2. code that uses hooks is more readable and has less LOC (lines of code) what we already saw in the example above.

3. thanks to hooks it’s easy to make code more reusable/composable (also they don’t create another element in DOM like HOCs do) — with HOCs we are separating unrelated state logic into different functions and injecting them into the main component as props, although, with Hooks, we can solve this just like HOCs but without a wrapper hell.

4. you can define several separated lifecycle methods instead of having all in one method (so you can split componentDidMount logic with ease). Compare examples below:

5. hooks are going to work better with future React optimizations (like ahead of time compilation and components folding) — components folding might be possible in future (https://github.com/facebook/react/issues/7323) — what means dead code elimination at compile time (less JS code to download, less to execute)

6. even now, the minification of functions in JavaScript is much better than the minification of JavaScript classes. It’s not possible for example to minify method names of JS classes as every method can be either private or public, so we don’t know when it’s used outside the class. Less code to download, process, and execute has a positive impact on the end-user.

Last but not least

When you are following functional components and hooks patterns there are some additional benefits that are opening to you.

It is a very common issue when we have a big application that interacts with a lot of different data, and we need to use all this data across the app and our components, usually in cases like this we are facing an issue that bears the name Prop Drilling.

It becomes so painful when you have to pass some new props from the container level to some child components and you have to literally walk through the 9 circles of hell.

One of the best React performance tips I can give you here is using functional components. Functional components are able to solve this problem very easily by using a Context.

Let’s take a look at a small example:

Prop Drilling example

const App  = () => {
  // some logic
  return <Toolbar theme="dark" />;
}

function Toolbar(props) {
  // The Toolbar component must take an extra "theme" prop
  // and pass it to the ThemedButton. This can become painful
  // if every single button in the app needs to know the theme
  // because it would have to be passed through all components.
  return (
    <div>
      <ThemedButton theme={props.theme} />
    </div>
  );
}

const ThemedButton = () => {
  // some logic
  return <Button theme={this.props.theme} />;
}

Context Example

// Context lets us pass a value deep into the component tree
// without explicitly threading it through every component.
// Create a context for the current theme (with "light" as the default).
const ThemeContext = React.createContext('light');
const App = () => {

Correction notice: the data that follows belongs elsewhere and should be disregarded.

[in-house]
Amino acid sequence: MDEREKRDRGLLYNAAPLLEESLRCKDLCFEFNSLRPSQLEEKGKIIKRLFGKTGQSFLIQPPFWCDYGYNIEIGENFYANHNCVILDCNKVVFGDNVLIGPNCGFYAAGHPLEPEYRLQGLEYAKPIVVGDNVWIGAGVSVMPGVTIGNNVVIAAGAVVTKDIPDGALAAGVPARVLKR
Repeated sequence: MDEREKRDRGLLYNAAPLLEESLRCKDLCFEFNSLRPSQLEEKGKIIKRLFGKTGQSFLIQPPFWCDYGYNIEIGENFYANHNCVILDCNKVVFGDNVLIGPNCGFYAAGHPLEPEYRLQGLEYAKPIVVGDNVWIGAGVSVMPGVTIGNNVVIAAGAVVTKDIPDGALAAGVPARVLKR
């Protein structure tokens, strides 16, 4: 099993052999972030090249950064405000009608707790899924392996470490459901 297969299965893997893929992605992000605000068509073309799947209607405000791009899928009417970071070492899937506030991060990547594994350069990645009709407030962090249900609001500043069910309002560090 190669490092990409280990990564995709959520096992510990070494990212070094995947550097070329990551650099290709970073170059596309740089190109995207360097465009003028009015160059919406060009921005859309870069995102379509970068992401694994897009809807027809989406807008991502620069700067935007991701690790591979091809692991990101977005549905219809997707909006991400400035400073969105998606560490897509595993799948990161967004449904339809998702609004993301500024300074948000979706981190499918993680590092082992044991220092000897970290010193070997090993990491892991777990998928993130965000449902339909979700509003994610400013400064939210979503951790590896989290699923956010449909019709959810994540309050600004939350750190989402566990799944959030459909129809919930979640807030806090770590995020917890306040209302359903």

// Use a Provider to pass the current theme to the tree below.
    // Any component can read it, no matter how deep it is.
    // In this example, we're passing "dark" as the current value.
    return (
      <ThemeContext.Provider value="dark">
        <Toolbar />
      </ThemeContext.Provider>
    );
}

// A component in the middle doesn't have to
// pass the theme down explicitly anymore.
function Toolbar() {
  return (
    <div>
      <ThemedButton />
    </div>
  );
}

const ThemedButton = () => {
  // Assign a contextType to read the current theme context.
  // React will find the closest theme Provider above and use its value.
  // In this example, the current theme is "dark".
  static contextType = ThemeContext;
  return <Button theme={this.context} />;
}

Reducer

But still, if we need to use a reducer we can easily do this using useReducer hook

The most useful react hooks

To be honest, it is a too deep topic to discuss but if to summarize everything that has been said, I would note few hooks which will allow you to use the pattern I described in this topic:

1. useState - will allow you to manage the local state of your component

2. useEffect - is a very powerful hook that allows you to handle different lifecycles of the app such as (componentDidMount, componentWillUnmount, shouldComponentUpdate, etc.) 

3. useContext - will help you to interact with the contexts

4. useReducer - will allow you to work with your store on the Containers level

Best Practices

In general, at the end of this topic, we can definitely see some trends and best practices in the react, they all are pretty obvious and not complicated in use, but unfortunately not all react developers so far are using them.

My list of the best practices for react would look like this:

1. Write small and re-usable functional components that would be looking cleaner and easier to read

2. Use hooks as a strong addition for the first item from the list, and to build more reusable code to not repeat yourself

3. Avoid prop-drilling in the app which will simplify a lot your and your teammate's job.

4. When you write a code, always think about your team and people who will probably work with this code later.

I agree that this list can be longer, there are so many options we can add to this list, but in my opinion, these items will guarantee you and your team an easier, faster, and non-painful developer experience of your projects. I find these React tips for 2021 developers to be quite useful. I hope you now have a better understanding what React is and tips you can use to make working with it more rewarding. 

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Front-End Developer
JavaScript Developer with 6 years of extensive experience in web, mobile, backend using such technologies as React, AngularJS, Cordova, ReactNative, NodeJS. Was working on different projects such as mobile development, fin-tech, cloud platform, media streaming platform and in the different teams starts from small 2 pizza team startups to big corporations with a few hundreds of people. More than 3 years primarily working on React and related technologies.